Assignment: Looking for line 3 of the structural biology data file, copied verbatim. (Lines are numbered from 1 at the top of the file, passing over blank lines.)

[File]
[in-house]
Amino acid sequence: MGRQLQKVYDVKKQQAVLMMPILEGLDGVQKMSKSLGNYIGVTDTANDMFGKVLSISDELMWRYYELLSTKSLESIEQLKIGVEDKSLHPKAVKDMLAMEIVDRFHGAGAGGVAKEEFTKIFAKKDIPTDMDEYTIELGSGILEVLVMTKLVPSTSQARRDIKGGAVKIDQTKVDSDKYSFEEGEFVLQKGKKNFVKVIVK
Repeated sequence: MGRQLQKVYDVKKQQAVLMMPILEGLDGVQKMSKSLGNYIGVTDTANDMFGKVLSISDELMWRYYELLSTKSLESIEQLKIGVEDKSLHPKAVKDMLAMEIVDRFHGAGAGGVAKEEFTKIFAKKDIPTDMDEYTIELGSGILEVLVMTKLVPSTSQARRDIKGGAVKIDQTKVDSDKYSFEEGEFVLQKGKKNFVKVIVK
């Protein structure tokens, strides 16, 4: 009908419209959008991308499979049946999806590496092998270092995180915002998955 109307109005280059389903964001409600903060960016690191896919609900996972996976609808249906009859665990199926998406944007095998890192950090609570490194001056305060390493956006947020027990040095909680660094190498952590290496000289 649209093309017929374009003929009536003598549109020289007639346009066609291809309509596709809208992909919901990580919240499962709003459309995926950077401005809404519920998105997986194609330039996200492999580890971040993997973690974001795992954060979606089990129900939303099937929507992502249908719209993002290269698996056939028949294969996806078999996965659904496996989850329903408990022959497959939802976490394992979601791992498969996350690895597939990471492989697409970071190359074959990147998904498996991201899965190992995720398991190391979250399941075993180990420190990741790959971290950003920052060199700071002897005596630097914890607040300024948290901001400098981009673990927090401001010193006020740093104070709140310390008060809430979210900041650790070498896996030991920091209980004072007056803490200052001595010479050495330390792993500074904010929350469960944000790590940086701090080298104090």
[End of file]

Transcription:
Repeated sequence: MGRQLQKVYDVKKQQAVLMMPILEGLDGVQKMSKSLGNYIGVTDTANDMFGKVLSISDELMWRYYELLSTKSLESIEQLKIGVEDKSLHPKAVKDMLAMEIVDRFHGAGAGGVAKEEFTKIFAKKDIPTDMDEYTIELGSGILEVLVMTKLVPSTSQARRDIKGGAVKIDQTKVDSDKYSFEEGEFVLQKGKKNFVKVIVK